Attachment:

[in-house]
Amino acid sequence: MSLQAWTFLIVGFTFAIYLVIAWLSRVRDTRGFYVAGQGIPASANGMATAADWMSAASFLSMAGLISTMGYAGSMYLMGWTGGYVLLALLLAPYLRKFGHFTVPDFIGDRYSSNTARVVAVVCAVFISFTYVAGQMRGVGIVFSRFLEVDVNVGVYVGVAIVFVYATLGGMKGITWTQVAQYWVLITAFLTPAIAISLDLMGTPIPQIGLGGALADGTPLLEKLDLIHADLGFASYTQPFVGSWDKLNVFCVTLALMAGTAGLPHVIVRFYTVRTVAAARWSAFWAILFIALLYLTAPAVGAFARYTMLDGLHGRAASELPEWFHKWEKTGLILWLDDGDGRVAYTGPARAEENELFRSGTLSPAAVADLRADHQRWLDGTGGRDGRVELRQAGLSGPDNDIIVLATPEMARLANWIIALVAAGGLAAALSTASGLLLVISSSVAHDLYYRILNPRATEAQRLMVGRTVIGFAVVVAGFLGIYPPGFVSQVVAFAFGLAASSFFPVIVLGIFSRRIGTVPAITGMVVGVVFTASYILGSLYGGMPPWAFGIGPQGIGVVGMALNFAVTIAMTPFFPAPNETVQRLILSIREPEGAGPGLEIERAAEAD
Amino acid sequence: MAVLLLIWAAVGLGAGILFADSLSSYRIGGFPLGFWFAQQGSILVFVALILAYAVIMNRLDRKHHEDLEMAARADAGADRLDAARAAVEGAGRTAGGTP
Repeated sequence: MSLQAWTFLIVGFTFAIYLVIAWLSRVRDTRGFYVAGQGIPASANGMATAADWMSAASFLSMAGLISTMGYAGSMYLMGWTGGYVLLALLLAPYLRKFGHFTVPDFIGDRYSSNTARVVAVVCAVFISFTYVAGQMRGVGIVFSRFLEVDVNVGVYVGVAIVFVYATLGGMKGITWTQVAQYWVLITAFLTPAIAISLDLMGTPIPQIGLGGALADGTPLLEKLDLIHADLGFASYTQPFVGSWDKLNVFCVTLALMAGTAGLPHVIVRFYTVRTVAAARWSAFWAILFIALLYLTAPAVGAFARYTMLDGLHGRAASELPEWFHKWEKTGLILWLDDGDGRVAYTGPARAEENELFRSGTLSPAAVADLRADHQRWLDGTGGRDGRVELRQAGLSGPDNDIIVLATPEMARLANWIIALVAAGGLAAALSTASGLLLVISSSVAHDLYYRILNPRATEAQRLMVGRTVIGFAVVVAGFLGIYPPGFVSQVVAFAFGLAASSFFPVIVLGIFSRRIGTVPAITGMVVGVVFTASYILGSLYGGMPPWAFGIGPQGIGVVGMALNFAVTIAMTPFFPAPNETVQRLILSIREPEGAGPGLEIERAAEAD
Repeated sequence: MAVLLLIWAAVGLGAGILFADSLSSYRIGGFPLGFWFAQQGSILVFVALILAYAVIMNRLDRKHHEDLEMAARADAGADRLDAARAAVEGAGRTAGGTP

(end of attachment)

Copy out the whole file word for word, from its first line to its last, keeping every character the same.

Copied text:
[in-house]
Amino acid sequence: MSLQAWTFLIVGFTFAIYLVIAWLSRVRDTRGFYVAGQGIPASANGMATAADWMSAASFLSMAGLISTMGYAGSMYLMGWTGGYVLLALLLAPYLRKFGHFTVPDFIGDRYSSNTARVVAVVCAVFISFTYVAGQMRGVGIVFSRFLEVDVNVGVYVGVAIVFVYATLGGMKGITWTQVAQYWVLITAFLTPAIAISLDLMGTPIPQIGLGGALADGTPLLEKLDLIHADLGFASYTQPFVGSWDKLNVFCVTLALMAGTAGLPHVIVRFYTVRTVAAARWSAFWAILFIALLYLTAPAVGAFARYTMLDGLHGRAASELPEWFHKWEKTGLILWLDDGDGRVAYTGPARAEENELFRSGTLSPAAVADLRADHQRWLDGTGGRDGRVELRQAGLSGPDNDIIVLATPEMARLANWIIALVAAGGLAAALSTASGLLLVISSSVAHDLYYRILNPRATEAQRLMVGRTVIGFAVVVAGFLGIYPPGFVSQVVAFAFGLAASSFFPVIVLGIFSRRIGTVPAITGMVVGVVFTASYILGSLYGGMPPWAFGIGPQGIGVVGMALNFAVTIAMTPFFPAPNETVQRLILSIREPEGAGPGLEIERAAEAD
Amino acid sequence: MAVLLLIWAAVGLGAGILFADSLSSYRIGGFPLGFWFAQQGSILVFVALILAYAVIMNRLDRKHHEDLEMAARADAGADRLDAARAAVEGAGRTAGGTP
Repeated sequence: MSLQAWTFLIVGFTFAIYLVIAWLSRVRDTRGFYVAGQGIPASANGMATAADWMSAASFLSMAGLISTMGYAGSMYLMGWTGGYVLLALLLAPYLRKFGHFTVPDFIGDRYSSNTARVVAVVCAVFISFTYVAGQMRGVGIVFSRFLEVDVNVGVYVGVAIVFVYATLGGMKGITWTQVAQYWVLITAFLTPAIAISLDLMGTPIPQIGLGGALADGTPLLEKLDLIHADLGFASYTQPFVGSWDKLNVFCVTLALMAGTAGLPHVIVRFYTVRTVAAARWSAFWAILFIALLYLTAPAVGAFARYTMLDGLHGRAASELPEWFHKWEKTGLILWLDDGDGRVAYTGPARAEENELFRSGTLSPAAVADLRADHQRWLDGTGGRDGRVELRQAGLSGPDNDIIVLATPEMARLANWIIALVAAGGLAAALSTASGLLLVISSSVAHDLYYRILNPRATEAQRLMVGRTVIGFAVVVAGFLGIYPPGFVSQVVAFAFGLAASSFFPVIVLGIFSRRIGTVPAITGMVVGVVFTASYILGSLYGGMPPWAFGIGPQGIGVVGMALNFAVTIAMTPFFPAPNETVQRLILSIREPEGAGPGLEIERAAEAD
Repeated sequence: MAVLLLIWAAVGLGAGILFADSLSSYRIGGFPLGFWFAQQGSILVFVALILAYAVIMNRLDRKHHEDLEMAARADAGADRLDAARAAVEGAGRTAGGTP